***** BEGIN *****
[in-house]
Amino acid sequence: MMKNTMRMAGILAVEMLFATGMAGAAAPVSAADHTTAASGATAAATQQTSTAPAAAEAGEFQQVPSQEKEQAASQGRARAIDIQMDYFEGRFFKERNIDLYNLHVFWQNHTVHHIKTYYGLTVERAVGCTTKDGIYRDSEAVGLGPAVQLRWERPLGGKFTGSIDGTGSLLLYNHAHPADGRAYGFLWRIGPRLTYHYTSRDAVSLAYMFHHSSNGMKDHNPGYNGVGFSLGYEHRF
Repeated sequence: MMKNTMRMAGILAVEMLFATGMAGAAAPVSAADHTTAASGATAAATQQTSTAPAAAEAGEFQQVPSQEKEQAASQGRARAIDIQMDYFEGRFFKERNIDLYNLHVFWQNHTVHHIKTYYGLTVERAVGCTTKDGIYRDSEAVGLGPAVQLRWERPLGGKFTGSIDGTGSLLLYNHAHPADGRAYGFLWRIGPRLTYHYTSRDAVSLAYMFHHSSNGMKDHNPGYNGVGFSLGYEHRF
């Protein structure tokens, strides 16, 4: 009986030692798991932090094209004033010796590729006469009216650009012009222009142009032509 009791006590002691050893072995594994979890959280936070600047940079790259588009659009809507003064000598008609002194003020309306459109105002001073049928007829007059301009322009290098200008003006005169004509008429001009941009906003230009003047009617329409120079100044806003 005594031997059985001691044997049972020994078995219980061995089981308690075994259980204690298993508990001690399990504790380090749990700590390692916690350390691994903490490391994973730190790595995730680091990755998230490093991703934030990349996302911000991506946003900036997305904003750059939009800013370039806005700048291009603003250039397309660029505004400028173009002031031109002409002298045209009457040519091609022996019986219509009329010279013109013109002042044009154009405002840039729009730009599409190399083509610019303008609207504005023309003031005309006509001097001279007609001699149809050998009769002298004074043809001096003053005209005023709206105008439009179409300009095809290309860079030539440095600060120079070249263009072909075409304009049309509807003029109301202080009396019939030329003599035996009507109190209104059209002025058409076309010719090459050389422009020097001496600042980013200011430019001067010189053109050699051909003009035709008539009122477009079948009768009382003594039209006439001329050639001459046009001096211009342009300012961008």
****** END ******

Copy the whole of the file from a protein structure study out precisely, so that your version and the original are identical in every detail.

[in-house]
Amino acid sequence: MMKNTMRMAGILAVEMLFATGMAGAAAPVSAADHTTAASGATAAATQQTSTAPAAAEAGEFQQVPSQEKEQAASQGRARAIDIQMDYFEGRFFKERNIDLYNLHVFWQNHTVHHIKTYYGLTVERAVGCTTKDGIYRDSEAVGLGPAVQLRWERPLGGKFTGSIDGTGSLLLYNHAHPADGRAYGFLWRIGPRLTYHYTSRDAVSLAYMFHHSSNGMKDHNPGYNGVGFSLGYEHRF
Repeated sequence: MMKNTMRMAGILAVEMLFATGMAGAAAPVSAADHTTAASGATAAATQQTSTAPAAAEAGEFQQVPSQEKEQAASQGRARAIDIQMDYFEGRFFKERNIDLYNLHVFWQNHTVHHIKTYYGLTVERAVGCTTKDGIYRDSEAVGLGPAVQLRWERPLGGKFTGSIDGTGSLLLYNHAHPADGRAYGFLWRIGPRLTYHYTSRDAVSLAYMFHHSSNGMKDHNPGYNGVGFSLGYEHRF
């Protein structure tokens, strides 16, 4: 009986030692798991932090094209004033010796590729006469009216650009012009222009142009032509 009791006590002691050893072995594994979890959280936070600047940079790259588009659009809507003064000598008609002194003020309306459109105002001073049928007829007059301009322009290098200008003006005169004509008429001009941009906003230009003047009617329409120079100044806003 005594031997059985001691044997049972020994078995219980061995089981308690075994259980204690298993508990001690399990504790380090749990700590390692916690350390691994903490490391994973730190790595995730680091990755998230490093991703934030990349996302911000991506946003900036997305904003750059939009800013370039806005700048291009603003250039397309660029505004400028173009002031031109002409002298045209009457040519091609022996019986219509009329010279013109013109002042044009154009405002840039729009730009599409190399083509610019303008609207504005023309003031005309006509001097001279007609001699149809050998009769002298004074043809001096003053005209005023709206105008439009179409300009095809290309860079030539440095600060120079070249263009072909075409304009049309509807003029109301202080009396019939030329003599035996009507109190209104059209002025058409076309010719090459050389422009020097001496600042980013200011430019001067010189053109050699051909003009035709008539009122477009079948009768009382003594039209006439001329050639001459046009001096211009342009300012961008």